The photographs below form part of an exhibition at Tasveer in partnership with Vacheron Constantin, which looked at the representation of women in Indian photography from the 1850s – 1950s. An essay on the exhibition can be seen here.
The exhibition was divided into 5 categories, the first of which, “The Indoors: Spaces Within” can be seen below.
The Indoors: Spaces Within
‘Interiority’ is a central attribute of the deeply connected realms of household and femininity, translated by photographic studios through varied visual metaphors. In the early nationalist phase of the second half of the nineteenth century, the purity of the domestic space was to be ensured by its chaste women who were repositories of traditional values. New patriarchal norms in fact sought to preserve the interior spaces of homes and the women within, from where a cultural renaissance for the new nation was to take place. It was upon the studio-going bourgeoisie to translate such aspirations into visual vocabulary through photographic portraits. Studios were thus sought out as transformative spaces, and made to resemble luxurious interiors through painted backdrops of Victorian mansions with sweeping staircases, heavy velvet curtains and hazy flora at a distance alluding to anglicised bourgeois tastes. Special props such as ornate chairs, carved tables, vases with flowers and intricately patterned carpets added three dimensionality to the sitters, who temporarily laid claim to these objects as markers of superior social status. Books and flowers occupied their hands and gave an aura of education to women who represented the amalgamation of modernity, progress and traditional knowledge. Examples here are seen from some famous studios in Bombay (now Mumbai), including Bourne and Shepherd, S Hormusji and JS Tarapore of the Kalbadevi Road, as well as some studios from Bangalore, Delhi and London.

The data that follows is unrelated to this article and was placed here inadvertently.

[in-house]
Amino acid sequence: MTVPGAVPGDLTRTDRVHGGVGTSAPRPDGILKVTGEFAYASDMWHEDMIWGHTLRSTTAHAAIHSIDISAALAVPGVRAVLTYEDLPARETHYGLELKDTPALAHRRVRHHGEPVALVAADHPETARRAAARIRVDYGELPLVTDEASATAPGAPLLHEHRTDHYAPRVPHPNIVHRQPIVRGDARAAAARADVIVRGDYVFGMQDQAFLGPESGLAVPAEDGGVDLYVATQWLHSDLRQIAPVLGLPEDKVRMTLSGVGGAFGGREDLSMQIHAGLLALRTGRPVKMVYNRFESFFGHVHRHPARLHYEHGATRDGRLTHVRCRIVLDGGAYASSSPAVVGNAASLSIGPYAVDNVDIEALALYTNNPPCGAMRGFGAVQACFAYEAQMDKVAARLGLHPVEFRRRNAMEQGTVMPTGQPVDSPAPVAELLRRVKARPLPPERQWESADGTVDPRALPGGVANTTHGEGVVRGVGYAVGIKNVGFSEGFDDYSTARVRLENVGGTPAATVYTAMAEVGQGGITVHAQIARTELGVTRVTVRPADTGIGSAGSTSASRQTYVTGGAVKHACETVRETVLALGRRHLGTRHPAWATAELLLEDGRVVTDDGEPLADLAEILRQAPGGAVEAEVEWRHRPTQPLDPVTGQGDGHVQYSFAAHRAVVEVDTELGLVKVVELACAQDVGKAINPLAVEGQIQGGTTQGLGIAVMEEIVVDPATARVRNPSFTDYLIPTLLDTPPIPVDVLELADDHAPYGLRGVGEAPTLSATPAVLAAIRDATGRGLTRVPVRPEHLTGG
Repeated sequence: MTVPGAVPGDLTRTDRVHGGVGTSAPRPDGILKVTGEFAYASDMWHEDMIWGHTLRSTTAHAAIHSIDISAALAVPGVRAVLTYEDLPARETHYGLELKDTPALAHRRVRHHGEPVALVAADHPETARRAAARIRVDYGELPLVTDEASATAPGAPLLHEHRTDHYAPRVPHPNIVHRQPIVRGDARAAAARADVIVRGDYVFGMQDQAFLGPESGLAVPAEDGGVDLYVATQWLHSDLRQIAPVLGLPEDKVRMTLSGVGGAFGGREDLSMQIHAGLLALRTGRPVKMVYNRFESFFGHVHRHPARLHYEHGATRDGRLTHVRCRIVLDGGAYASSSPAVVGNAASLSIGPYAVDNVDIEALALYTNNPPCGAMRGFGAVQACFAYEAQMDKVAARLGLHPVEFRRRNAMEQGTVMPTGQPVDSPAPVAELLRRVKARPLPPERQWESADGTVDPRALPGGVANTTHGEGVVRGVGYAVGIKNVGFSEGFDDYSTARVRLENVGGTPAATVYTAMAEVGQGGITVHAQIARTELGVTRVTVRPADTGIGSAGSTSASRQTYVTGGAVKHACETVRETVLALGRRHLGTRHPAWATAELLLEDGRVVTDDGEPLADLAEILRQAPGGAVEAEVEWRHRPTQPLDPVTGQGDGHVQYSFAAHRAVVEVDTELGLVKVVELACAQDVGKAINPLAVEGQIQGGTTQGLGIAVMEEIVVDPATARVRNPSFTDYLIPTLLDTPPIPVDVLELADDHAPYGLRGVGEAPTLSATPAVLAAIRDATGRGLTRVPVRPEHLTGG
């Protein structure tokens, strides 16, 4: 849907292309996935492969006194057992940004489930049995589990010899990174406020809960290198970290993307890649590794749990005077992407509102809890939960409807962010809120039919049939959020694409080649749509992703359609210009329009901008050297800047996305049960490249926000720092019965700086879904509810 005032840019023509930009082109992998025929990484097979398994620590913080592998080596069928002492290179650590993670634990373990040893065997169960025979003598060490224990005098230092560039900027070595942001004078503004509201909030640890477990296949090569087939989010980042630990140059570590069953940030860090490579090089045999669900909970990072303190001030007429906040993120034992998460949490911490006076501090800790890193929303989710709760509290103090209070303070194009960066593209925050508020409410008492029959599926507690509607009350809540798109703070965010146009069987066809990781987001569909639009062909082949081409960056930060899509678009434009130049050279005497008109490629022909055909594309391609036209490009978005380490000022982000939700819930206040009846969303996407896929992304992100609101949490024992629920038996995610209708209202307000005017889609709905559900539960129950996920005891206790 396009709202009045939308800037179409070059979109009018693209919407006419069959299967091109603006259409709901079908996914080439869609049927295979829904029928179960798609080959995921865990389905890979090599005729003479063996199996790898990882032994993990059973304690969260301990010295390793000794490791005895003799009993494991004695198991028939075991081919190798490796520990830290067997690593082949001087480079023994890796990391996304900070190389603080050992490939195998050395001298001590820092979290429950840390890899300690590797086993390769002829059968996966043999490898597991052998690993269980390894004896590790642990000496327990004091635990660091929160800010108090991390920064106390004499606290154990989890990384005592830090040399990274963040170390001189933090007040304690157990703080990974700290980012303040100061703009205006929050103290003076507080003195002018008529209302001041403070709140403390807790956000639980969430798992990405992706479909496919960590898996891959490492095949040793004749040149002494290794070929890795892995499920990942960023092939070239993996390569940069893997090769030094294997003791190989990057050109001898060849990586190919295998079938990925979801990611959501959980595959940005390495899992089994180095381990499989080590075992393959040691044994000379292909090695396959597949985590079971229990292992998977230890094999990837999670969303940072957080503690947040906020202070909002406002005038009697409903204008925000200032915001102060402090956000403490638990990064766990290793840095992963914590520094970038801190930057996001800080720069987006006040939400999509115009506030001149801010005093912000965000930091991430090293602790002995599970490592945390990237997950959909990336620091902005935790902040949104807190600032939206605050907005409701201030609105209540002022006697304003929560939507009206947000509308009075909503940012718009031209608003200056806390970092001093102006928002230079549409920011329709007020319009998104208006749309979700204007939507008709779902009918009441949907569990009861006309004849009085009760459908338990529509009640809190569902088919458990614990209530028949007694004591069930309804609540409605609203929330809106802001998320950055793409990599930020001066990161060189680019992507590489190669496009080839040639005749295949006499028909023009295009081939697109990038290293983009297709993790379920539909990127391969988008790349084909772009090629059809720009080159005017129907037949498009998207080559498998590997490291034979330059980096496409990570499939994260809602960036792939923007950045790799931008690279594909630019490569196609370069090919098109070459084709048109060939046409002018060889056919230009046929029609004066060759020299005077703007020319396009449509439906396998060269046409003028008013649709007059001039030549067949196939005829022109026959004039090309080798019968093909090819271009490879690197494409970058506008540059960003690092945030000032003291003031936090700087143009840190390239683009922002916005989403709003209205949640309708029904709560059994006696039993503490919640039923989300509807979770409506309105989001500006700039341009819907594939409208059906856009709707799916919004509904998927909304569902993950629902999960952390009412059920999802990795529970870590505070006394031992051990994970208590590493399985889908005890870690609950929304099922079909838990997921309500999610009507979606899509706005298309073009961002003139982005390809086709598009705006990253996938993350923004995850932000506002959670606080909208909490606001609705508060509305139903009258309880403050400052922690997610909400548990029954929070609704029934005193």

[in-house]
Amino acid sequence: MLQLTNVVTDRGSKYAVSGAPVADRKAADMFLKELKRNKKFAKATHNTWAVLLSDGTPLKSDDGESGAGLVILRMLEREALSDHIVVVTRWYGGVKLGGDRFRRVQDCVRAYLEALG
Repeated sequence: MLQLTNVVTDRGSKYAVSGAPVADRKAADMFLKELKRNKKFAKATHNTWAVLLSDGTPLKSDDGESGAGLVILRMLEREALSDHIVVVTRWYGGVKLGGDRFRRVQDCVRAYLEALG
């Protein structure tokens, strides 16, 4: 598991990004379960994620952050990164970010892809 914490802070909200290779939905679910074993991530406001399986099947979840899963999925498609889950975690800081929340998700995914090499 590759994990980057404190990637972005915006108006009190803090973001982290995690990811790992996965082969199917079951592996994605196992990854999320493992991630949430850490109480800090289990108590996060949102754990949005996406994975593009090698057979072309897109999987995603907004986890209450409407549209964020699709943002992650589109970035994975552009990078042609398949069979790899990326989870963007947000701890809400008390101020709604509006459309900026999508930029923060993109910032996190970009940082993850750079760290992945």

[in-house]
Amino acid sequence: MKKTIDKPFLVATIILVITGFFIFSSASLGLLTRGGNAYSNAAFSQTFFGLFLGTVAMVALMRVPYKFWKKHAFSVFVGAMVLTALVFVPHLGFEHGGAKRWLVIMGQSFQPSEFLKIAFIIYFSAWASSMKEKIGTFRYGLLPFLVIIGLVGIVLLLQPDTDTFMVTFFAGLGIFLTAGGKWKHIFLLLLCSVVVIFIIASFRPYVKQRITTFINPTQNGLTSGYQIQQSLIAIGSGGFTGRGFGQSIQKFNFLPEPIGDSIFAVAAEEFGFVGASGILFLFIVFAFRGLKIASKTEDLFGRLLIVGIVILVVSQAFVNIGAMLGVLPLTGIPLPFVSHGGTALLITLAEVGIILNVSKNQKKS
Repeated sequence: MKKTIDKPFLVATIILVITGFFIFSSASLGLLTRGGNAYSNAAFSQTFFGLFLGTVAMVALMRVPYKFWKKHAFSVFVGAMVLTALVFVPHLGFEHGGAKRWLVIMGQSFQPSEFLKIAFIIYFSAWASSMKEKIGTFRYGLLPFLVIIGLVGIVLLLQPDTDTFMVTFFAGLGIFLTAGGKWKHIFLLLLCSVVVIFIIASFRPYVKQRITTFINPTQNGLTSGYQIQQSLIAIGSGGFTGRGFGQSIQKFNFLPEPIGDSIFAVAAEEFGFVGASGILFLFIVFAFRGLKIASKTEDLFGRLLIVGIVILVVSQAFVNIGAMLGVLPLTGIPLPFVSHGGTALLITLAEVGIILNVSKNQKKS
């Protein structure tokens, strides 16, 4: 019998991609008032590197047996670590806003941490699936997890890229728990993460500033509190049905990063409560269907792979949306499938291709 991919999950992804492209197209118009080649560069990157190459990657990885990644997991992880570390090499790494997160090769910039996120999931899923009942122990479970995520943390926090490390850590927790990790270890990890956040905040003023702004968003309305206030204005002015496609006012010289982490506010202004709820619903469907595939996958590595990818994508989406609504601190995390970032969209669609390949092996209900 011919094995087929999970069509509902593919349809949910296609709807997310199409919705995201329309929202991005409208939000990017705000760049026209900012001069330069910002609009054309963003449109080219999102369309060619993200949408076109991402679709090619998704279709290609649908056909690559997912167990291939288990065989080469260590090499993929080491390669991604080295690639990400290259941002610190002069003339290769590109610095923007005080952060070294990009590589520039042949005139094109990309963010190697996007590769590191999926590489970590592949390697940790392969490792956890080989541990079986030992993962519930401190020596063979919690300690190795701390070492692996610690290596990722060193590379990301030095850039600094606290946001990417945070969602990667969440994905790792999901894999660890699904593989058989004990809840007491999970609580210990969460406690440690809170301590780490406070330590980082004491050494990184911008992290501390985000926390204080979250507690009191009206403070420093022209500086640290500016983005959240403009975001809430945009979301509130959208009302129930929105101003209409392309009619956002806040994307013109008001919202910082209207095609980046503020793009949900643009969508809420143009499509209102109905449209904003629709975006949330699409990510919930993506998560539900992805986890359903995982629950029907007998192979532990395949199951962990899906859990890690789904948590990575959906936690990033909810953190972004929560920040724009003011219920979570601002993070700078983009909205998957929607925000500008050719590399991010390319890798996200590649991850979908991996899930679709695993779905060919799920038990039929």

Among the images in this section, some stills from films and/or theatre call for attention, as they mimic domestic interiority in the narratives they present. Two such images show women in sensual states of half undress, while another shows a woman in her toilette, alluding to extremely private realms. Two other images of closed carriages or palkis interestingly locate interiority within public spaces for women in purdah. Among all the images, only two seem to actually be taken within the home – one, of a widow outside her door beyond which she may have had restricted movement, and the other of a wealthy lady who would have had the means to invite the photographer to have a portrait taken at home.
– Suryanandini Narain